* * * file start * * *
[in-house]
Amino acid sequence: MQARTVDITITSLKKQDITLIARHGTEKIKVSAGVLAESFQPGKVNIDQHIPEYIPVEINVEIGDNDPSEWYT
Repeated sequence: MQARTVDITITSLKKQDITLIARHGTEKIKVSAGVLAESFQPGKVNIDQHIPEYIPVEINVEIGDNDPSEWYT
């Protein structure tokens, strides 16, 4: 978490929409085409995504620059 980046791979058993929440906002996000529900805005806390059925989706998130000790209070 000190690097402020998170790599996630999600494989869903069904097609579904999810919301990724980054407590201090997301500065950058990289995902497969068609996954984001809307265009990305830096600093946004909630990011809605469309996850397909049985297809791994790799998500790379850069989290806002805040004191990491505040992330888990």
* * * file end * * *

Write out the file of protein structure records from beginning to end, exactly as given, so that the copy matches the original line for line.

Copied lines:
[in-house]
Amino acid sequence: MQARTVDITITSLKKQDITLIARHGTEKIKVSAGVLAESFQPGKVNIDQHIPEYIPVEINVEIGDNDPSEWYT
Repeated sequence: MQARTVDITITSLKKQDITLIARHGTEKIKVSAGVLAESFQPGKVNIDQHIPEYIPVEINVEIGDNDPSEWYT
């Protein structure tokens, strides 16, 4: 978490929409085409995504620059 980046791979058993929440906002996000529900805005806390059925989706998130000790209070 000190690097402020998170790599996630999600494989869903069904097609579904999810919301990724980054407590201090997301500065950058990289995902497969068609996954984001809307265009990305830096600093946004909630990011809605469309996850397909049985297809791994790799998500790379850069989290806002805040004191990491505040992330888990």